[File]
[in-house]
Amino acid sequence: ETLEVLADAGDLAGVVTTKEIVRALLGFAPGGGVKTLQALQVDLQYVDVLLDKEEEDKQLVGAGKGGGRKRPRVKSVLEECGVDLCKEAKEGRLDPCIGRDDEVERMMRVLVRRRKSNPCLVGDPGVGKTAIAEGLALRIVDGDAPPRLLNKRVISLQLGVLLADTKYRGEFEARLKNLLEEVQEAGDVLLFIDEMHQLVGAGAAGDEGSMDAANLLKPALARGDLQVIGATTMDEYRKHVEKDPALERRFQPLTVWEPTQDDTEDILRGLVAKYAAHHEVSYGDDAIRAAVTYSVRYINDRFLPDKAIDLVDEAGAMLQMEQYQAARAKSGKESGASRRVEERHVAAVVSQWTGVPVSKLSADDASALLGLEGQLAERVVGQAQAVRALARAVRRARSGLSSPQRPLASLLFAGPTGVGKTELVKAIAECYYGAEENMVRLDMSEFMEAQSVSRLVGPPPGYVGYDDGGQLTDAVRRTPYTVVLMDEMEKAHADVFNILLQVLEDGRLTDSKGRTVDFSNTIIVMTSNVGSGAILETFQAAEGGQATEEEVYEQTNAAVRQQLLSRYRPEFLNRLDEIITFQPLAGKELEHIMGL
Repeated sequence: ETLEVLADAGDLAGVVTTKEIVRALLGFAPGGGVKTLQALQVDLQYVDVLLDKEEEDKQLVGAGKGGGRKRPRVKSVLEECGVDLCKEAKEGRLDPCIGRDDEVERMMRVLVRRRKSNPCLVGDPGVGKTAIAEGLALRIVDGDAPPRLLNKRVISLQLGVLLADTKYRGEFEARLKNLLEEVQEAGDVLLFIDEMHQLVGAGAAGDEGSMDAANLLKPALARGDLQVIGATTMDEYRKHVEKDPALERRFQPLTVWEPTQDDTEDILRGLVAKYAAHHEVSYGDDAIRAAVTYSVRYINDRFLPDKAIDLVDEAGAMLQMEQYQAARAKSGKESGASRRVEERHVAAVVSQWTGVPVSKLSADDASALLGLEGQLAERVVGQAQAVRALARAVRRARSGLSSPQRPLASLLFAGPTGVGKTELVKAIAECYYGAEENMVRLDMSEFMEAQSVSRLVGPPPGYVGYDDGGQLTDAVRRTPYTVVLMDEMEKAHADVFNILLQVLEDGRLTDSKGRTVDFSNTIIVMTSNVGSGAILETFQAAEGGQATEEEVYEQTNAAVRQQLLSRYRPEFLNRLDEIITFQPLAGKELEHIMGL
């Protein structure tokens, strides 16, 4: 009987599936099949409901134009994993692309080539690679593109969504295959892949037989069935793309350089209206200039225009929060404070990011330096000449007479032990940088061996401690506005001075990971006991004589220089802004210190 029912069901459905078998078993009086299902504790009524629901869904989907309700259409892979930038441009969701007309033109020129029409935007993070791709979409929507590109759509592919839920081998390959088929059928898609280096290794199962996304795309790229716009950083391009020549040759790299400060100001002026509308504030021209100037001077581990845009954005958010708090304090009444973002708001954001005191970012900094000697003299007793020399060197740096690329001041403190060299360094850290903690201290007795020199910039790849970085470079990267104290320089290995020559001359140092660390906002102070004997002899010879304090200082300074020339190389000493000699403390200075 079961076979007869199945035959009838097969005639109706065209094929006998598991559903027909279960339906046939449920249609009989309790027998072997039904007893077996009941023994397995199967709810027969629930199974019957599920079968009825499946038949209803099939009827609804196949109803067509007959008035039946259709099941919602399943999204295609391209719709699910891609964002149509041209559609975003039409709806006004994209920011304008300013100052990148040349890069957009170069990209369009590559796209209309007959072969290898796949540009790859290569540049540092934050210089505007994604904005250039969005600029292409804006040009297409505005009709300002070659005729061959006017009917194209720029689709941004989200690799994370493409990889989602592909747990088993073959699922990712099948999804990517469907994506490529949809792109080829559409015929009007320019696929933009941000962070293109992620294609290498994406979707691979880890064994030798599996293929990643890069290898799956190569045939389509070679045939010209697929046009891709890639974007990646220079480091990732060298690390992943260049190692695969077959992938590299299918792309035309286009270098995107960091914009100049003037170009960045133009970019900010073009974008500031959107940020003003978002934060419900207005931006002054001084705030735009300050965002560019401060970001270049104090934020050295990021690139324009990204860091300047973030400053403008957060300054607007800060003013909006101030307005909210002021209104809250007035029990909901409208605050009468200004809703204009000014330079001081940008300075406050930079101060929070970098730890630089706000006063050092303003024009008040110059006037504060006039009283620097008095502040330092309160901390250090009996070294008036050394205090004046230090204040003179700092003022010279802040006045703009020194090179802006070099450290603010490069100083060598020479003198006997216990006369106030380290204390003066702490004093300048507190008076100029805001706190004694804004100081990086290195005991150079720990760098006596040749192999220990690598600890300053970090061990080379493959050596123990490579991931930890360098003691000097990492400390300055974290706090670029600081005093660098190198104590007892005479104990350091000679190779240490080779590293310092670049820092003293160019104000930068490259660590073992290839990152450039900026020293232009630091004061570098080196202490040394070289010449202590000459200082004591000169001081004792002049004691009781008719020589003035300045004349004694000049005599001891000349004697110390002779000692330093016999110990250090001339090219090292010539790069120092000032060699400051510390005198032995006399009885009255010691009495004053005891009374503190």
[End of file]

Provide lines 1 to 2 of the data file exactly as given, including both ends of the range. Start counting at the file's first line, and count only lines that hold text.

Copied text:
[in-house]
Amino acid sequence: ETLEVLADAGDLAGVVTTKEIVRALLGFAPGGGVKTLQALQVDLQYVDVLLDKEEEDKQLVGAGKGGGRKRPRVKSVLEECGVDLCKEAKEGRLDPCIGRDDEVERMMRVLVRRRKSNPCLVGDPGVGKTAIAEGLALRIVDGDAPPRLLNKRVISLQLGVLLADTKYRGEFEARLKNLLEEVQEAGDVLLFIDEMHQLVGAGAAGDEGSMDAANLLKPALARGDLQVIGATTMDEYRKHVEKDPALERRFQPLTVWEPTQDDTEDILRGLVAKYAAHHEVSYGDDAIRAAVTYSVRYINDRFLPDKAIDLVDEAGAMLQMEQYQAARAKSGKESGASRRVEERHVAAVVSQWTGVPVSKLSADDASALLGLEGQLAERVVGQAQAVRALARAVRRARSGLSSPQRPLASLLFAGPTGVGKTELVKAIAECYYGAEENMVRLDMSEFMEAQSVSRLVGPPPGYVGYDDGGQLTDAVRRTPYTVVLMDEMEKAHADVFNILLQVLEDGRLTDSKGRTVDFSNTIIVMTSNVGSGAILETFQAAEGGQATEEEVYEQTNAAVRQQLLSRYRPEFLNRLDEIITFQPLAGKELEHIMGL